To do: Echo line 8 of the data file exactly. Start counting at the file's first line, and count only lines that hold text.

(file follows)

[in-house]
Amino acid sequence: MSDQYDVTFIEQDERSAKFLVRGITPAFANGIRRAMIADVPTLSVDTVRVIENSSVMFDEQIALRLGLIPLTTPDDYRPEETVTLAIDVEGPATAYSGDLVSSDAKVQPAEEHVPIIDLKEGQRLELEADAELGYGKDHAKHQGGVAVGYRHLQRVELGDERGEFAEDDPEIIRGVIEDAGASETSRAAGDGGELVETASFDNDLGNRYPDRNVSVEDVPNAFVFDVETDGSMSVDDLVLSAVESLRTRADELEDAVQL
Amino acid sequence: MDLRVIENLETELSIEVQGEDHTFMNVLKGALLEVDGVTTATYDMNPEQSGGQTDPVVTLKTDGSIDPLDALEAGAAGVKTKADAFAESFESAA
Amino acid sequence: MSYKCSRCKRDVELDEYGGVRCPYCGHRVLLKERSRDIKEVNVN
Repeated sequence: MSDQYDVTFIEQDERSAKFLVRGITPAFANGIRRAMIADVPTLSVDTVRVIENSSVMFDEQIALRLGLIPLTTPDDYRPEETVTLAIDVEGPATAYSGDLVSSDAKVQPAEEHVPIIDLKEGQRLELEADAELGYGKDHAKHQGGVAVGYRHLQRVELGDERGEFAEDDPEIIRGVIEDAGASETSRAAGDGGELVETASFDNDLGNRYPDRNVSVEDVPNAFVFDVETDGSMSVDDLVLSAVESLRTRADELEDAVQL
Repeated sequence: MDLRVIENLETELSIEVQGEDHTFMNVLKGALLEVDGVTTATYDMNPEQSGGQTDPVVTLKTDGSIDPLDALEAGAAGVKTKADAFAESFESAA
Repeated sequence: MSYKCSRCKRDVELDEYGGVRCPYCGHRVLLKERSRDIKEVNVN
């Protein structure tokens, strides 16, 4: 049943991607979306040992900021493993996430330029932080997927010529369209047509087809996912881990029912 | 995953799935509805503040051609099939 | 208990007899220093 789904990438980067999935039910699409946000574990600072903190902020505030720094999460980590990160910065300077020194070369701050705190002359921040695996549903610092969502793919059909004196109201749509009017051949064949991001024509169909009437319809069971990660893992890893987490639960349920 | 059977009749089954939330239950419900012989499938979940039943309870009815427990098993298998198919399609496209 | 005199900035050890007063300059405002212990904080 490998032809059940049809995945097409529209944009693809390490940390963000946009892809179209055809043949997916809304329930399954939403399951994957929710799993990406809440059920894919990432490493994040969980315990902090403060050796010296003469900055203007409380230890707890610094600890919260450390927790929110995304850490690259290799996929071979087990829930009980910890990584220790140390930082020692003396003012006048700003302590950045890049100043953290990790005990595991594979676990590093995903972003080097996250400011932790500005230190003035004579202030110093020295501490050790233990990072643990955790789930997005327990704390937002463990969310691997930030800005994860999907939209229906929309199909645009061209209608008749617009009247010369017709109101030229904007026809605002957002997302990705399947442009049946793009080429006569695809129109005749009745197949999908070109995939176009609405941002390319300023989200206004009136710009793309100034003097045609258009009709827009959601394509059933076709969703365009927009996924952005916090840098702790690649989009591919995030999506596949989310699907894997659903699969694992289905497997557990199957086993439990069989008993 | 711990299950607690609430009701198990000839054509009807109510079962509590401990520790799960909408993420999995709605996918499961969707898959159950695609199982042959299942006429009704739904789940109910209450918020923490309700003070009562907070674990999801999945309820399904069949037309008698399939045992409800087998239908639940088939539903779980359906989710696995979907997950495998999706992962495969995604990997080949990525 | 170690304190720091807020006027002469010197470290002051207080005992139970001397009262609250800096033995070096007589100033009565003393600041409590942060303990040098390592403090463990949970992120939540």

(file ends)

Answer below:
């Protein structure tokens, strides 16, 4: 049943991607979306040992900021493993996430330029932080997927010529369209047509087809996912881990029912 | 995953799935509805503040051609099939 | 208990007899220093 789904990438980067999935039910699409946000574990600072903190902020505030720094999460980590990160910065300077020194070369701050705190002359921040695996549903610092969502793919059909004196109201749509009017051949064949991001024509169909009437319809069971990660893992890893987490639960349920 | 059977009749089954939330239950419900012989499938979940039943309870009815427990098993298998198919399609496209 | 005199900035050890007063300059405002212990904080 490998032809059940049809995945097409529209944009693809390490940390963000946009892809179209055809043949997916809304329930399954939403399951994957929710799993990406809440059920894919990432490493994040969980315990902090403060050796010296003469900055203007409380230890707890610094600890919260450390927790929110995304850490690259290799996929071979087990829930009980910890990584220790140390930082020692003396003012006048700003302590950045890049100043953290990790005990595991594979676990590093995903972003080097996250400011932790500005230190003035004579202030110093020295501490050790233990990072643990955790789930997005327990704390937002463990969310691997930030800005994860999907939209229906929309199909645009061209209608008749617009009247010369017709109101030229904007026809605002957002997302990705399947442009049946793009080429006569695809129109005749009745197949999908070109995939176009609405941002390319300023989200206004009136710009793309100034003097045609258009009709827009959601394509059933076709969703365009927009996924952005916090840098702790690649989009591919995030999506596949989310699907894997659903699969694992289905497997557990199957086993439990069989008993 | 711990299950607690609430009701198990000839054509009807109510079962509590401990520790799960909408993420999995709605996918499961969707898959159950695609199982042959299942006429009704739904789940109910209450918020923490309700003070009562907070674990999801999945309820399904069949037309008698399939045992409800087998239908639940088939539903779980359906989710696995979907997950495998999706992962495969995604990997080949990525 | 170690304190720091807020006027002469010197470290002051207080005992139970001397009262609250800096033995070096007589100033009565003393600041409590942060303990040098390592403090463990949970992120939540």